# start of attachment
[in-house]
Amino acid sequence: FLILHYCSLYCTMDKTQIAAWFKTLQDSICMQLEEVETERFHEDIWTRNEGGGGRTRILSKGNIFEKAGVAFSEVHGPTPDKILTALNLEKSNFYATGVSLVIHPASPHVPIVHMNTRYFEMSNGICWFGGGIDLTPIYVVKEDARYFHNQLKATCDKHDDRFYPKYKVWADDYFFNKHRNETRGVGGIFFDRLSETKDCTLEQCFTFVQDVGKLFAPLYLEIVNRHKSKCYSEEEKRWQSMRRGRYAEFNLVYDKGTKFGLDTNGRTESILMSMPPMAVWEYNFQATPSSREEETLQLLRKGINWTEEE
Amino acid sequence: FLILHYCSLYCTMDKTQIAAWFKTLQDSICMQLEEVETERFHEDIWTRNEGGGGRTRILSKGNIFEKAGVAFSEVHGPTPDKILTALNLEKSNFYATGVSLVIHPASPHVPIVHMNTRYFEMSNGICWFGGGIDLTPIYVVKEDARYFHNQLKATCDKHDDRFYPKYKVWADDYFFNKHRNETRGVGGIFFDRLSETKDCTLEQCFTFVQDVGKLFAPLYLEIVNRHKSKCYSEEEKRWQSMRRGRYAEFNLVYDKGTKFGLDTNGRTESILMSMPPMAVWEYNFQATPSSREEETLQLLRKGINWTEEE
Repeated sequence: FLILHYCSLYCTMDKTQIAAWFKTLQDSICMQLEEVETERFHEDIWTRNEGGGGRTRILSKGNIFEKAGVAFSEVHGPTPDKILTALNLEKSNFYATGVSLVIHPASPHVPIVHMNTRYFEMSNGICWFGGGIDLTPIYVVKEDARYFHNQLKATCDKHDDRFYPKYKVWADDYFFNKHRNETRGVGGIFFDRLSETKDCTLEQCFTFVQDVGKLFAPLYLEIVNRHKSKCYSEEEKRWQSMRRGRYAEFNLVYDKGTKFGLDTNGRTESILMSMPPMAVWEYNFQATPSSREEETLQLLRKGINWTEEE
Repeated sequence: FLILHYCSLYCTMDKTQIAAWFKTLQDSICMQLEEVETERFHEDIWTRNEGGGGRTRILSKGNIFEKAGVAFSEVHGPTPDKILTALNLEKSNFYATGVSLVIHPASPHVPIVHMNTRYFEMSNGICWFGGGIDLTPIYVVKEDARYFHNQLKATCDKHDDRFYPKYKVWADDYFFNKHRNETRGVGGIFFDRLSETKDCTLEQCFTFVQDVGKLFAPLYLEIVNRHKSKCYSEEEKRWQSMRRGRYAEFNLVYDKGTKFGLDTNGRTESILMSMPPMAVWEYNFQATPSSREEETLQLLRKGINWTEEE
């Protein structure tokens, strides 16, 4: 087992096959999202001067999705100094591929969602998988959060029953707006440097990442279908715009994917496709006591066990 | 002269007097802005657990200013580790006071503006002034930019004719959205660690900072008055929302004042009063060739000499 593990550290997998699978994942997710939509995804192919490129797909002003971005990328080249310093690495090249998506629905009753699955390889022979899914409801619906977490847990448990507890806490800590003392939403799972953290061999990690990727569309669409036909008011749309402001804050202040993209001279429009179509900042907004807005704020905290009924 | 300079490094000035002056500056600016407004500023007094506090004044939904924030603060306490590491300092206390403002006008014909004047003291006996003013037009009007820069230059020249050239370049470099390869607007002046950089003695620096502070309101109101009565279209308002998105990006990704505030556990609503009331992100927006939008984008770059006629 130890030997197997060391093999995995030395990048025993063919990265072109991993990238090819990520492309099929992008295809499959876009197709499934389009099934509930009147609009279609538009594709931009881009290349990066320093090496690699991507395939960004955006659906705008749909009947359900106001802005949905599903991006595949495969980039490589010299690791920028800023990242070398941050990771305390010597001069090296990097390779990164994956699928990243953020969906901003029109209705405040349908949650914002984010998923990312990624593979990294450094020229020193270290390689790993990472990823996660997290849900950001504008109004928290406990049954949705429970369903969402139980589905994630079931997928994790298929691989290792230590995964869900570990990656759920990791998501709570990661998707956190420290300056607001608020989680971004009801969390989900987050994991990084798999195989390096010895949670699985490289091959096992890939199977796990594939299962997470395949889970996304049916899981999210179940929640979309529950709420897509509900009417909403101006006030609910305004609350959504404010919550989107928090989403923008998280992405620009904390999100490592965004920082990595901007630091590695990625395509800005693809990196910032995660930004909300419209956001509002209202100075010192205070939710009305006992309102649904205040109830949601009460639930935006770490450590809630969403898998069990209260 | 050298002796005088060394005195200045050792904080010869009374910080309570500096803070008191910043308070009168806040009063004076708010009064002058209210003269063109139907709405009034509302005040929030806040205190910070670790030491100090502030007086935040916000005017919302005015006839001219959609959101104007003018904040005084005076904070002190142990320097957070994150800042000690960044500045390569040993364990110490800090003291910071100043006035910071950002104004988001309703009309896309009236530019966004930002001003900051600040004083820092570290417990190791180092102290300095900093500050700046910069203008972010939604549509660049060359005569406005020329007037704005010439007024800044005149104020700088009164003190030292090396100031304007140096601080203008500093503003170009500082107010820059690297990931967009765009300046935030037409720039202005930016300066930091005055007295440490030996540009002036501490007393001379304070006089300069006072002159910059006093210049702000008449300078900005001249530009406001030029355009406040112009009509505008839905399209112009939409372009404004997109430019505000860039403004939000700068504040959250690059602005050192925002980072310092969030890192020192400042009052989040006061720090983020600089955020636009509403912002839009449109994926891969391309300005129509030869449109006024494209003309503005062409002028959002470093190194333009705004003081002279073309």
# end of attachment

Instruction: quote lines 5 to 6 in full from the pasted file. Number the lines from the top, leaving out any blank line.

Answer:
Repeated sequence: FLILHYCSLYCTMDKTQIAAWFKTLQDSICMQLEEVETERFHEDIWTRNEGGGGRTRILSKGNIFEKAGVAFSEVHGPTPDKILTALNLEKSNFYATGVSLVIHPASPHVPIVHMNTRYFEMSNGICWFGGGIDLTPIYVVKEDARYFHNQLKATCDKHDDRFYPKYKVWADDYFFNKHRNETRGVGGIFFDRLSETKDCTLEQCFTFVQDVGKLFAPLYLEIVNRHKSKCYSEEEKRWQSMRRGRYAEFNLVYDKGTKFGLDTNGRTESILMSMPPMAVWEYNFQATPSSREEETLQLLRKGINWTEEE
């Protein structure tokens, strides 16, 4: 087992096959999202001067999705100094591929969602998988959060029953707006440097990442279908715009994917496709006591066990 | 002269007097802005657990200013580790006071503006002034930019004719959205660690900072008055929302004042009063060739000499 593990550290997998699978994942997710939509995804192919490129797909002003971005990328080249310093690495090249998506629905009753699955390889022979899914409801619906977490847990448990507890806490800590003392939403799972953290061999990690990727569309669409036909008011749309402001804050202040993209001279429009179509900042907004807005704020905290009924 | 300079490094000035002056500056600016407004500023007094506090004044939904924030603060306490590491300092206390403002006008014909004047003291006996003013037009009007820069230059020249050239370049470099390869607007002046950089003695620096502070309101109101009565279209308002998105990006990704505030556990609503009331992100927006939008984008770059006629 130890030997197997060391093999995995030395990048025993063919990265072109991993990238090819990520492309099929992008295809499959876009197709499934389009099934509930009147609009279609538009594709931009881009290349990066320093090496690699991507395939960004955006659906705008749909009947359900106001802005949905599903991006595949495969980039490589010299690791920028800023990242070398941050990771305390010597001069090296990097390779990164994956699928990243953020969906901003029109209705405040349908949650914002984010998923990312990624593979990294450094020229020193270290390689790993990472990823996660997290849900950001504008109004928290406990049954949705429970369903969402139980589905994630079931997928994790298929691989290792230590995964869900570990990656759920990791998501709570990661998707956190420290300056607001608020989680971004009801969390989900987050994991990084798999195989390096010895949670699985490289091959096992890939199977796990594939299962997470395949889970996304049916899981999210179940929640979309529950709420897509509900009417909403101006006030609910305004609350959504404010919550989107928090989403923008998280992405620009904390999100490592965004920082990595901007630091590695990625395509800005693809990196910032995660930004909300419209956001509002209202100075010192205070939710009305006992309102649904205040109830949601009460639930935006770490450590809630969403898998069990209260 | 050298002796005088060394005195200045050792904080010869009374910080309570500096803070008191910043308070009168806040009063004076708010009064002058209210003269063109139907709405009034509302005040929030806040205190910070670790030491100090502030007086935040916000005017919302005015006839001219959609959101104007003018904040005084005076904070002190142990320097957070994150800042000690960044500045390569040993364990110490800090003291910071100043006035910071950002104004988001309703009309896309009236530019966004930002001003900051600040004083820092570290417990190791180092102290300095900093500050700046910069203008972010939604549509660049060359005569406005020329007037704005010439007024800044005149104020700088009164003190030292090396100031304007140096601080203008500093503003170009500082107010820059690297990931967009765009300046935030037409720039202005930016300066930091005055007295440490030996540009002036501490007393001379304070006089300069006072002159910059006093210049702000008449300078900005001249530009406001030029355009406040112009009509505008839905399209112009939409372009404004997109430019505000860039403004939000700068504040959250690059602005050192925002980072310092969030890192020192400042009052989040006061720090983020600089955020636009509403912002839009449109994926891969391309300005129509030869449109006024494209003309503005062409002028959002470093190194333009705004003081002279073309």